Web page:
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UBC Theses and Dissertations

Prior Knowledge and L1 and L2 grade three readers’ interacting with texts and answering questions on texts Faria-Neves, Marina de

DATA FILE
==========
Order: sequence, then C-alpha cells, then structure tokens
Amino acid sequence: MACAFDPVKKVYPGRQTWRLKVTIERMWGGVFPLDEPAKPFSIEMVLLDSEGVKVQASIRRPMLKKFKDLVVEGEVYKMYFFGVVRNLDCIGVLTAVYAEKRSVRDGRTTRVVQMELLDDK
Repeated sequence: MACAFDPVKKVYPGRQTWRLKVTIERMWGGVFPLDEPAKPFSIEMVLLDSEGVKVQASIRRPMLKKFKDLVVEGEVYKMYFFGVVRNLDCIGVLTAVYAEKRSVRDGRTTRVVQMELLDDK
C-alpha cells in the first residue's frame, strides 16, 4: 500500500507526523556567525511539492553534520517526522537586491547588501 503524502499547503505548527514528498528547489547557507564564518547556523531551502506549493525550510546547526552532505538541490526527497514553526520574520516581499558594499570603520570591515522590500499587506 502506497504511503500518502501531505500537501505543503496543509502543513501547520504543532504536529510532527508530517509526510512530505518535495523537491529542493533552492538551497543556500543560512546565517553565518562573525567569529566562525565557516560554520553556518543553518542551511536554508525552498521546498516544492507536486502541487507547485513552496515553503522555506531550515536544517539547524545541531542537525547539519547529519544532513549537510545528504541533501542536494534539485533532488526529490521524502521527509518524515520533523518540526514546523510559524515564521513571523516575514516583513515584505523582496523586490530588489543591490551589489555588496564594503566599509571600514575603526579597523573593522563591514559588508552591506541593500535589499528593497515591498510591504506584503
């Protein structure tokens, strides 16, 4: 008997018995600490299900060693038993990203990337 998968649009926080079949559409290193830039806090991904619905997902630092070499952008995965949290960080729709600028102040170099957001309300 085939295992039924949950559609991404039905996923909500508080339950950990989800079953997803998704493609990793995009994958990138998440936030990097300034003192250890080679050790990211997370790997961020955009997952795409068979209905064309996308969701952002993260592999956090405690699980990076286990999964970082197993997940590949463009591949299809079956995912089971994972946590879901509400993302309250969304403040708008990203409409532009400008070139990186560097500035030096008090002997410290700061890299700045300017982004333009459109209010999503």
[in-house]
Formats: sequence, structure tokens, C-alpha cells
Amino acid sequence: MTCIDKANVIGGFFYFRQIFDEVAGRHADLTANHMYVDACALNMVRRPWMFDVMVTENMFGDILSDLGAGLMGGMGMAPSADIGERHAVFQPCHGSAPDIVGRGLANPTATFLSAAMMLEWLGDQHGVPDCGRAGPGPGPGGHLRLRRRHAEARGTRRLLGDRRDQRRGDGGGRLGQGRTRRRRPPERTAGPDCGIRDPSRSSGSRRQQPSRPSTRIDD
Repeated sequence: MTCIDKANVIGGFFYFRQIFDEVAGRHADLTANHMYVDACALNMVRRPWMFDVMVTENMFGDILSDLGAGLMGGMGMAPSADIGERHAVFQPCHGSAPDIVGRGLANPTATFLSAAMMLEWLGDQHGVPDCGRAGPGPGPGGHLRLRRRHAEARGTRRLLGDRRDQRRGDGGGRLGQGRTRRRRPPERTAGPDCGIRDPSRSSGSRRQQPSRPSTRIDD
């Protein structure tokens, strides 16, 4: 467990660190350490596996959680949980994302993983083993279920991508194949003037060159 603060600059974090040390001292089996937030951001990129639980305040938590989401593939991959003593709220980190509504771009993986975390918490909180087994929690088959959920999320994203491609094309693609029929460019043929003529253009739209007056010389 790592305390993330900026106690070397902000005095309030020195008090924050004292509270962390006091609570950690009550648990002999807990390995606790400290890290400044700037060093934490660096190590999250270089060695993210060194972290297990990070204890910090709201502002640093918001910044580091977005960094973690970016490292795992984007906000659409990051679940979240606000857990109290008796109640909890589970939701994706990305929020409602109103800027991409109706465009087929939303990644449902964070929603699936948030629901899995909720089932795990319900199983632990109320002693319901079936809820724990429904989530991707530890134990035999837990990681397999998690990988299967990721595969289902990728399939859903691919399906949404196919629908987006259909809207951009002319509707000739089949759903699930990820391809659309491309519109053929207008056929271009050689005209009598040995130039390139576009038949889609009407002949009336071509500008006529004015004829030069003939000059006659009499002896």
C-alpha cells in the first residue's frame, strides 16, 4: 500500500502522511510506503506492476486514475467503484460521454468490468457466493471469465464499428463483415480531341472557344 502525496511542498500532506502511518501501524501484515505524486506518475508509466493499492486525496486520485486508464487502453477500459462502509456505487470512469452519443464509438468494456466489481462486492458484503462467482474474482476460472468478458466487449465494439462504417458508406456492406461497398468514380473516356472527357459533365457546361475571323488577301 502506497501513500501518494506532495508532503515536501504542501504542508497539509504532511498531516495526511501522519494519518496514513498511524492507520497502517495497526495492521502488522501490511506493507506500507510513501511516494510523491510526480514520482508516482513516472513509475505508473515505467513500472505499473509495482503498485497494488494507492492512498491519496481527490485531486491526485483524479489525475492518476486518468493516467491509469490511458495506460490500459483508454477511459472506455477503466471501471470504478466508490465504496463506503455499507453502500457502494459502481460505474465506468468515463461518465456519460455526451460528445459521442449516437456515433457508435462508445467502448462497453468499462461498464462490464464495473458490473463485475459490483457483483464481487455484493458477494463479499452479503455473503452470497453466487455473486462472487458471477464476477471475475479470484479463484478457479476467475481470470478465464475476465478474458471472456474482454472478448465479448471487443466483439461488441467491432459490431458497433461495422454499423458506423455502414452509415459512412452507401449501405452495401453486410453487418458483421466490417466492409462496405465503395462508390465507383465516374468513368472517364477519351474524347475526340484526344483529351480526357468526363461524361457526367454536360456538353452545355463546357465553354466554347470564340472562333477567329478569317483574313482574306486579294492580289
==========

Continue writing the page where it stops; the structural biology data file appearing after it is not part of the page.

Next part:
This case study explored how ten English as a First Language (Li) and ten English as a Second Language (L2) average Grade Three readers used Prior Knowledge and Non Prior Knowledge strategies to understand two Science texts and to answer three types of questions on the texts. The questions were classified according to the Pearson and Johnson taxonomy (1978). Answers to Textually Explicit questions could be found in the text; answers to Textually Implicit questions invited inferences from the text and answers to Scriptally Implicit questions required readers to use their own resources. Readers thought out loud or verbalized their thoughts after reading each sentence of the text, rated reading strategy statements, orally answered the three types of questions and then rated question-answering strategy statements. Patterns of strategies emerged from the Text and Questions protocols. Frequency counts of strategies were tallied and percentages were calculated. Analyses of the bar graphs showed that there were apparent differences between Li and L2 students in their use of Prior Knowledge and Non Prior Knowledge strategies when they read texts and answered questions on texts. It was felt that these differences indicated that Li readers seemed to be less “text-bound” or focussed on the text than L2 readers were. There were also apparent differences between the three types of questions and Li and L2 readers’ use of Prior Knowledge and Non Prior Knowledge strategies, providing evidence that the three types of questions elicited use of different types of strategies, and lending support to Wixson’s comment (1983) that the types of questions asked influenced the kinds of strategies used.

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